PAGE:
Breast milk is widely acknowledged as the most complete form of nutrition for infants, with a range of benefits for infants’ health, growth, immunity and development.
– Healthy People 2010, Centers for Disease Control and Prevention, Atlanta, Georgia
And while I don’t think anyone would disagree with that statement, I believe that the complete benefits of being breastfed are still being learned.
To fully understand how mom’s milk helps a baby develop, researchers from Brown University made use of specialized, baby-friendly magnetic resonance imaging (MRI) to look at the brain growth in a sample of children under the age of 4.
But what they found is pretty incredible and hopefully will motivate new moms to nurse – even if they can only do it for a couple months.
The research found that by age 2, babies who had been breastfed exclusively for at least three months had enhanced development in key parts of the brain compared to children who were fed formula exclusively or who were fed a combination of formula and breastmilk. The extra growth was most pronounced in parts of the brain associated with language, emotional function, and cognition, the research showed.
For the cross-section study researchers ‘used quiet magnetic resonance imaging (MRI) scans to compare measures of white matter microstructure (mcDESPOT measures of myelin water fraction) in 133 healthy children from 10 months through 4 years of age, who were either exclusively breastfed a minimum of 3 months; exclusively formula-fed; or received a mixture of breast milk and formula.’ They also examined the relationship between breastfeeding duration and white matter microstructure.
Breastfed children exhibited increased white matter development in later maturing frontal and association brain regions. Positive relationships between white matter microstructure and breastfeeding duration are also exhibited in several brain regions, that are anatomically consistent with observed improvements in cognitive and behavioral performance measures.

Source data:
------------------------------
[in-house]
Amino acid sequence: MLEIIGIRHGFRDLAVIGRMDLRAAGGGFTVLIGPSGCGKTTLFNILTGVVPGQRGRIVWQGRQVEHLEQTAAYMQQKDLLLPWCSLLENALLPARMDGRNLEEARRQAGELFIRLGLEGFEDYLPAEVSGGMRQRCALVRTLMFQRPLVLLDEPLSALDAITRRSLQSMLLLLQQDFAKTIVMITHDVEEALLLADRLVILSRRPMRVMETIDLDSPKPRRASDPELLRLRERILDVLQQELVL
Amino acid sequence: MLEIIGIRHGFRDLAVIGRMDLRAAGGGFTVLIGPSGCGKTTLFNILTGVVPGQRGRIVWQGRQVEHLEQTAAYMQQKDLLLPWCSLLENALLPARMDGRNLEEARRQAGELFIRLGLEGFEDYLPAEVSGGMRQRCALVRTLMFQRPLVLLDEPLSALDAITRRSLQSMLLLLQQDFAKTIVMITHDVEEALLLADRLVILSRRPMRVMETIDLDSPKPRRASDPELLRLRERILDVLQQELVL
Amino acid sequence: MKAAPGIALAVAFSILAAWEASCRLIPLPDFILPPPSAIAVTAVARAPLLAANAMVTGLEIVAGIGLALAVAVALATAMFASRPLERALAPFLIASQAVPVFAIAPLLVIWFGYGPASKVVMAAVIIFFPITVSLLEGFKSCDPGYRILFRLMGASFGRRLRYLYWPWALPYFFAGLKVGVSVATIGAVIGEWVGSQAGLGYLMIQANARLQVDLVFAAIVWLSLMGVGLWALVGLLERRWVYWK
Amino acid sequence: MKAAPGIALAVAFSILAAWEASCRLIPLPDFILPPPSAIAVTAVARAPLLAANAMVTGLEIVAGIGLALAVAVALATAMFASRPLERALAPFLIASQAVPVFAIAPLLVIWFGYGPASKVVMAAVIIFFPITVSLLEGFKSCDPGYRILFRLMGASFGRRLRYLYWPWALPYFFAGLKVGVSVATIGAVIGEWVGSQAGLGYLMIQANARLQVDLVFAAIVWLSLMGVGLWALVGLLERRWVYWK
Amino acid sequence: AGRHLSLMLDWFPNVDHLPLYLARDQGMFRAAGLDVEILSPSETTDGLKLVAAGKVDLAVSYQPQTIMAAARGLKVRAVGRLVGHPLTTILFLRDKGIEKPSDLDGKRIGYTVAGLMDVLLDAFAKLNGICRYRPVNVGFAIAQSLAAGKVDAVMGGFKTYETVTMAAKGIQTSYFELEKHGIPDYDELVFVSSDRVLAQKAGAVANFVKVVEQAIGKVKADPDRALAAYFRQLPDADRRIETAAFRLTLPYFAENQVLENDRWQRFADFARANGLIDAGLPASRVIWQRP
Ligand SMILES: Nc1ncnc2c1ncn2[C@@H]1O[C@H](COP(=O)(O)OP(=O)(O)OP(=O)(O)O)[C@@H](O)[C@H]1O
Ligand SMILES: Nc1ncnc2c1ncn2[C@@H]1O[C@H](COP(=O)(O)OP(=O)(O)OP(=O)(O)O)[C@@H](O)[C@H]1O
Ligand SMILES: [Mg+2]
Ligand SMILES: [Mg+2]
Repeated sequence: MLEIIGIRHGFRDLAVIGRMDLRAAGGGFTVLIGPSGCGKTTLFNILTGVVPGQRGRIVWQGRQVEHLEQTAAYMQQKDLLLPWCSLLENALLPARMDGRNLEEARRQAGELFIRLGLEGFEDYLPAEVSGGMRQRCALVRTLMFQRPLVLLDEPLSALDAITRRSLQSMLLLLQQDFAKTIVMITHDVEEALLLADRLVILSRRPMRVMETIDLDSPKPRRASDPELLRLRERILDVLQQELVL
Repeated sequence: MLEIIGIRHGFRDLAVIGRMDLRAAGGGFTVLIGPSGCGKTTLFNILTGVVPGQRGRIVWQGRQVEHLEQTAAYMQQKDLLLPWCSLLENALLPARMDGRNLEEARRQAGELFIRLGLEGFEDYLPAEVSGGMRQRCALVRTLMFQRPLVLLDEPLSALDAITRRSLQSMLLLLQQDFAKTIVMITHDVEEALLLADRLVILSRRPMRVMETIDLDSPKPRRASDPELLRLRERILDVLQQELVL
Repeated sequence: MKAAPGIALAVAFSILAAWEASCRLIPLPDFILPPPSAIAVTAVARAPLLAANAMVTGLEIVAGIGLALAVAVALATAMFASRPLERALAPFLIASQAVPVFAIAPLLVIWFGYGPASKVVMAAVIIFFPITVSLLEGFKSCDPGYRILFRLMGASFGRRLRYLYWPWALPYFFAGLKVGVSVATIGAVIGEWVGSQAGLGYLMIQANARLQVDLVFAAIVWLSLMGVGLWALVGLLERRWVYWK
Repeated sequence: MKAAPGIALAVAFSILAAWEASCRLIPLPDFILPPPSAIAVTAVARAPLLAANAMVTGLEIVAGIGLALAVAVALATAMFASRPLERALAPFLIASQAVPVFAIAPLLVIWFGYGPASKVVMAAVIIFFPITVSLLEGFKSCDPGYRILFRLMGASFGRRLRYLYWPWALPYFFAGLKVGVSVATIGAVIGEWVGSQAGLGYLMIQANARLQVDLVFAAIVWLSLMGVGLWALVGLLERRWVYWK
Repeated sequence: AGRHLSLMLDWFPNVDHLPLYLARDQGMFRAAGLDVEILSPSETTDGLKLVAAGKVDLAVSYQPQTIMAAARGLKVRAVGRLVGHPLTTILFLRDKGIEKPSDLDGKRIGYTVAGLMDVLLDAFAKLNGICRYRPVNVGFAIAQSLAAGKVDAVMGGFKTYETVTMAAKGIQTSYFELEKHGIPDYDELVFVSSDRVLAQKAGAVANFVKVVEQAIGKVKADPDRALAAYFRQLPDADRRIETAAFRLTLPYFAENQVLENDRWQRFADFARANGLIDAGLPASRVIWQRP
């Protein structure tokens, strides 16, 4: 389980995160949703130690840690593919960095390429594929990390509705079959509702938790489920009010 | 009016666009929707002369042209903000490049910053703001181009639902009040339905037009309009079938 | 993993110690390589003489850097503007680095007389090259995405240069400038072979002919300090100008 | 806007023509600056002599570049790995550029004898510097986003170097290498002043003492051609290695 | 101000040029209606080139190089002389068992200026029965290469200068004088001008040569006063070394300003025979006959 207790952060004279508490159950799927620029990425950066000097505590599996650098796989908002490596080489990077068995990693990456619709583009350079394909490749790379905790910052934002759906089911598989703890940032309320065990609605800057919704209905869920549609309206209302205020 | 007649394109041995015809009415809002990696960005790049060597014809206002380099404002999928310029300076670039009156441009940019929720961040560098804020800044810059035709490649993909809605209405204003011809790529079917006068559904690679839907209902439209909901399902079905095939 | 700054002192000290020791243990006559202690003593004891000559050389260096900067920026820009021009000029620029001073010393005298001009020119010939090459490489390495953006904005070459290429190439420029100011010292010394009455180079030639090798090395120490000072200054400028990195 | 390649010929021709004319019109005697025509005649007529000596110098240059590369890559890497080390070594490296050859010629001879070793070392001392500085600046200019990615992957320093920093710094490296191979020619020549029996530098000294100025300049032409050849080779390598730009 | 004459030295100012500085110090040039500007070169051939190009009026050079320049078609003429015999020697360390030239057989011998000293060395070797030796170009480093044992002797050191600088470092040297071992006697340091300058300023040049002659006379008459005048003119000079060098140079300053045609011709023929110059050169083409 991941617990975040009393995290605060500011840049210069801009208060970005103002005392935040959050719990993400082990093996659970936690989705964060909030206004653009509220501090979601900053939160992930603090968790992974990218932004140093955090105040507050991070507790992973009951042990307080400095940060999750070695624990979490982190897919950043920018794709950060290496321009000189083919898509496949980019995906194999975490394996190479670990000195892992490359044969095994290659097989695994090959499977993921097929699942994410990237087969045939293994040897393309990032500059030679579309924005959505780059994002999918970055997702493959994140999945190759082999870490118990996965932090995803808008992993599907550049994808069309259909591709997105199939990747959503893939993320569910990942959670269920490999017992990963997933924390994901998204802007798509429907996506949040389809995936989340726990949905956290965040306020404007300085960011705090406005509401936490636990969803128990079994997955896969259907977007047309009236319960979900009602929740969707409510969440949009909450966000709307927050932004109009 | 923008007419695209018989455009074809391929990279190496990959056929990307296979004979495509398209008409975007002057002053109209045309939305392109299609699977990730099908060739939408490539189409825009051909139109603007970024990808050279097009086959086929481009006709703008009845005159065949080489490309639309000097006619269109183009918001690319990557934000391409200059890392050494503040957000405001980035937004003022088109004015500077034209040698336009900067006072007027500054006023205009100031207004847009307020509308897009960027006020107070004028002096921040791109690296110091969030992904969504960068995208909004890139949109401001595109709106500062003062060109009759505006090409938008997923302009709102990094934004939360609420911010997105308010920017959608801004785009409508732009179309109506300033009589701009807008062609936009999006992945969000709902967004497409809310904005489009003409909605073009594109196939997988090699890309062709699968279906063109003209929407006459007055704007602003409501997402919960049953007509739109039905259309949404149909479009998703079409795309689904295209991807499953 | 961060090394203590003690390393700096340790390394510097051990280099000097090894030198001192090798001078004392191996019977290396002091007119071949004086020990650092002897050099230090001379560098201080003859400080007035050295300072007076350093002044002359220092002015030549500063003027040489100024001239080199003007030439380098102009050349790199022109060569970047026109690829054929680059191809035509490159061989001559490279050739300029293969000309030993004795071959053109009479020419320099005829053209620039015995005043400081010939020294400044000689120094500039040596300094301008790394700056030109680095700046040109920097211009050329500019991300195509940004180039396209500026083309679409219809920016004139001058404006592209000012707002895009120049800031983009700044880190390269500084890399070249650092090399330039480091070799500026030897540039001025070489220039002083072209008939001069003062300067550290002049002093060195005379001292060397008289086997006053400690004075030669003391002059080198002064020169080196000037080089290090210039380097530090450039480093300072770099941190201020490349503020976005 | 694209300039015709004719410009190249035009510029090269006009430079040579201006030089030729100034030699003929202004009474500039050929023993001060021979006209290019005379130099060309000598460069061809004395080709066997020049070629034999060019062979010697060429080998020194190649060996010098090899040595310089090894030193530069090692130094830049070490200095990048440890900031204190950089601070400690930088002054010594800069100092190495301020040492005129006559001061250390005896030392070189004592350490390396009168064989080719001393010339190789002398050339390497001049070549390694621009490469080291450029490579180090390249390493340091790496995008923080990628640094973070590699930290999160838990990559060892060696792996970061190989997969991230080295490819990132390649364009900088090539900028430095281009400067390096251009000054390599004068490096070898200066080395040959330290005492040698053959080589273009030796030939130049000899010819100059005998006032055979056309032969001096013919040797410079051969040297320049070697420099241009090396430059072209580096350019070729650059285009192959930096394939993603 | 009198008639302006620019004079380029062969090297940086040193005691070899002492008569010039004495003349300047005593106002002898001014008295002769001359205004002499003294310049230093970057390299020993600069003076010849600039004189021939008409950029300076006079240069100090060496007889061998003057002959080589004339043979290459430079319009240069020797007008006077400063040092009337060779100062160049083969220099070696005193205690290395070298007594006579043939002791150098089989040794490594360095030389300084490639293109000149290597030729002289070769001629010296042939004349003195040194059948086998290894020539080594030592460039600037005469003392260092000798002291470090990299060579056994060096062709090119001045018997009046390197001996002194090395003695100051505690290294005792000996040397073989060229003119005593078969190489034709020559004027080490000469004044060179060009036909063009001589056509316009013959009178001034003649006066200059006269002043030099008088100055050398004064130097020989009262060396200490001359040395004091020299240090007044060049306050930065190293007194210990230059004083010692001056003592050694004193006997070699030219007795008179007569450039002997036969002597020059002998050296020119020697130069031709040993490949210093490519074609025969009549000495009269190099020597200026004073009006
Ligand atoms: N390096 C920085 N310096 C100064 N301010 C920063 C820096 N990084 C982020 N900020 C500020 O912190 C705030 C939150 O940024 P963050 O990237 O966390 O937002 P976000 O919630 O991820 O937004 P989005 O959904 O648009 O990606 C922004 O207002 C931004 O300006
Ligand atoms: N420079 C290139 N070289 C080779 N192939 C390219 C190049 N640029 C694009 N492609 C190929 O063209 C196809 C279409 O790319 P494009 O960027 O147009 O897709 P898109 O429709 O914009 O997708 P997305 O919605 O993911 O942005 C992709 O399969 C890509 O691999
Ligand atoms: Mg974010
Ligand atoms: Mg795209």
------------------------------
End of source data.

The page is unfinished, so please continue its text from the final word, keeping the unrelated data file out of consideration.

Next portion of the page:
Almost immediately the mean myelin content, the fatty material that insulates nerve fibers and speeds electrical signals, rises with breastfeeding.
“We’re finding the difference [in white matter growth] is on the order of 20 to 30 percent, comparing the breastfed and the non-breastfed kids,” said Deoni. “I think it’s astounding that you could have that much difference so early.”
The team backed up their MRI finding with a set of basic cognitive tests on the older children. Those tests found increased language performance, visual reception, and motor control performance in the breastfed group.
When babies who were breastfed for more than a year were compared with those breastfed less than a year the team found ‘significant enhanced brain growth’ in the babies who were nursed longer – more notably in areas of the brain dealing with motor function.
“I think I would argue that combined with all the other evidence, it seems like breastfeeding is absolutely beneficial,” he said.
In the past studies have found that breastfeeding reduces childhood obesity and diabetes risk. Plus, moms who breastfeed are at significantly lower risk of developing breast cancer, hypertension and suffering a heart attack than women who do not, a study conducted at Harvard Medical School revealed.